3. During the bruxing calibration, are you making sure to do clenching and grinding that uses at least 60% of your masseter muscle force? I know for sure that if you don't brux hard enough, in those few seconds of calibration, your EMG won't "know" your brux, and it could cause the problem you described. You only get a few seconds to give the EMG a sample grind, so I try a strong clench or two, segueing to grinding around a bit.
4. If my skin is not completely dry, the sticky pad won't keep all three electrodes in good contact with my skin. I make sure that even if I have used alcohol to remove skin oils, I let my skin dry completely. Gotta get that good contact. One dentist had me try it on his forearm, but he not only had a hairy arm, but had put on moisturizing lotion that morning, and I never got a good contact. When I had him clean the hair free skin, on the other side, and tried a muscle there, it was easy, and he thought that tingle was the best thing since sliced bread.
5. If I have dampened the gel dots, I am careful to never ever let moisture spread, past the gel, to the band-aid sticky parts, since that can blow your connection, too. Like with band aids, you can't expect it to cling very well if you dampen the sticky part first. Supposedly placement is all that matters for almost everyone, and it's not necessary to moisten the gel dots. But I thought I would mention it because you spoke about repositioning, which could be problematic. And you have to make sure that you pull off the shorter cover plastic first, so that you place the proper side on your electrodes, and the proper side on your skin.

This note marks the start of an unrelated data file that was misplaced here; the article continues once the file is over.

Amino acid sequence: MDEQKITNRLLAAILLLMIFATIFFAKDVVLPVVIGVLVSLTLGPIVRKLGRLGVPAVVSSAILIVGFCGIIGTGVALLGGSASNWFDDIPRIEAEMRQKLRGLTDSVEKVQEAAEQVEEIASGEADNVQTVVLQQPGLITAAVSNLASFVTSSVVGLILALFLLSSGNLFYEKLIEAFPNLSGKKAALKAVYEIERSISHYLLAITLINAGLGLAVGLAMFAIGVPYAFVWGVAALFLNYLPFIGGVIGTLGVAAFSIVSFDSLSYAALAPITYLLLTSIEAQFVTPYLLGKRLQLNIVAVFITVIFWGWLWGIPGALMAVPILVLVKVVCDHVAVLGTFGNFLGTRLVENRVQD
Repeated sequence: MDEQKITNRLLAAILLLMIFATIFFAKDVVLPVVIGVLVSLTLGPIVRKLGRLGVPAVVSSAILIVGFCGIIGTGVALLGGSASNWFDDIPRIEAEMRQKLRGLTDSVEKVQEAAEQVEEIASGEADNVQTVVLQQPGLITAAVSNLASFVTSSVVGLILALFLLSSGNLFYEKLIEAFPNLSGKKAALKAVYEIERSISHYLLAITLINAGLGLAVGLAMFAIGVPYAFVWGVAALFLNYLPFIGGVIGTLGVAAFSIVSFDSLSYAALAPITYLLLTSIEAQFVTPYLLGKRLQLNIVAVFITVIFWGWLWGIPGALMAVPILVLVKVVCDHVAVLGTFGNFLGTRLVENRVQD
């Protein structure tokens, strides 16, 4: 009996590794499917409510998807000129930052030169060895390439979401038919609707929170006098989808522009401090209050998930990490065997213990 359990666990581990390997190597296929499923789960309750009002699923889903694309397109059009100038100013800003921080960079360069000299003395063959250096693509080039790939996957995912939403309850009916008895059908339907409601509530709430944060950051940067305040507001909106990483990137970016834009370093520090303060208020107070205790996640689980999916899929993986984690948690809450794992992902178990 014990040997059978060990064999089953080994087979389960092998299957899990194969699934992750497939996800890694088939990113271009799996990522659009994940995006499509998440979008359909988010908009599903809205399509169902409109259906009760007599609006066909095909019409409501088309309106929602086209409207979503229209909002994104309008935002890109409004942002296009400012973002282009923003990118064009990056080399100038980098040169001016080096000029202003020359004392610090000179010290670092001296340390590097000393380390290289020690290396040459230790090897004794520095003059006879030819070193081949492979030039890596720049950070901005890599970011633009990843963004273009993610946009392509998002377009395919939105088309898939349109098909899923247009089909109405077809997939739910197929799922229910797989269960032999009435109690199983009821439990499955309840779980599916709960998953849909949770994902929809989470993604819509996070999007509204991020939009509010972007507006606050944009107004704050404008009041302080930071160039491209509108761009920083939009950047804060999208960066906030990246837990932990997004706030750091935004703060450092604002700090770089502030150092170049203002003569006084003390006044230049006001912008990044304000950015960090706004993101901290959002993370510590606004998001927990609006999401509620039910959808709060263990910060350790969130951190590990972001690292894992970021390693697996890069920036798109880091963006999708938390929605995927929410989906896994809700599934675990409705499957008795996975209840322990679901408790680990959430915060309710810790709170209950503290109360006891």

6. I also make sure that I place the triple electrode pad on the flattest part of my temple. The reason for this is that if I try to stick it over a curving part, the edges will loosen in the night. Since I even Botox'd my temporalis (Botox is bad for bruxers, btw), I have a lot of atrophy and curving - so for me it's unusually hard to find a flat area of the temporalis. I have to place it closer to my eyebrows than to my hairline, but that's me, probably a weird, very rare, case. Kind of like, don't put a teeny band aid over the top of your knuckle and expect it to stay on very long. I also make sure I place it on the temple of the side I sleep on least often, because I have yanked the thing off a couple of times. Usually when my hair gets in my way in my sleep, and I must be just stabbbing blindly at pushing my hair back, or whatever.